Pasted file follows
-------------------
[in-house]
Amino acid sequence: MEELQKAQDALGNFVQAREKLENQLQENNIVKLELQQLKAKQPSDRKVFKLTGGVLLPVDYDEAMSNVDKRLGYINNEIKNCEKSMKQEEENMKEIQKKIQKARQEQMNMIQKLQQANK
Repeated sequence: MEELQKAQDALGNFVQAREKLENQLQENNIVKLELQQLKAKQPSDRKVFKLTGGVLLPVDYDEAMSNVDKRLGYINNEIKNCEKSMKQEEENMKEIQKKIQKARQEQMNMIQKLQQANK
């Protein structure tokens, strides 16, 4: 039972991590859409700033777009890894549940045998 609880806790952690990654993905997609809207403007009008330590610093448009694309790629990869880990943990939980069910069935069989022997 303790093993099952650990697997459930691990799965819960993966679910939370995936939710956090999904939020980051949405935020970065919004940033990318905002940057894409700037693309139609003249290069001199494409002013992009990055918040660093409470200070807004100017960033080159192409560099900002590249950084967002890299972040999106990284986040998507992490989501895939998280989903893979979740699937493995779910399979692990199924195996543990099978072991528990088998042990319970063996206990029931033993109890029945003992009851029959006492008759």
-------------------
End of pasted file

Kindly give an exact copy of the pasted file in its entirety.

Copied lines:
[in-house]
Amino acid sequence: MEELQKAQDALGNFVQAREKLENQLQENNIVKLELQQLKAKQPSDRKVFKLTGGVLLPVDYDEAMSNVDKRLGYINNEIKNCEKSMKQEEENMKEIQKKIQKARQEQMNMIQKLQQANK
Repeated sequence: MEELQKAQDALGNFVQAREKLENQLQENNIVKLELQQLKAKQPSDRKVFKLTGGVLLPVDYDEAMSNVDKRLGYINNEIKNCEKSMKQEEENMKEIQKKIQKARQEQMNMIQKLQQANK
């Protein structure tokens, strides 16, 4: 039972991590859409700033777009890894549940045998 609880806790952690990654993905997609809207403007009008330590610093448009694309790629990869880990943990939980069910069935069989022997 303790093993099952650990697997459930691990799965819960993966679910939370995936939710956090999904939020980051949405935020970065919004940033990318905002940057894409700037693309139609003249290069001199494409002013992009990055918040660093409470200070807004100017960033080159192409560099900002590249950084967002890299972040999106990284986040998507992490989501895939998280989903893979979740699937493995779910399979692990199924195996543990099978072991528990088998042990319970063996206990029931033993109890029945003992009851029959006492008759």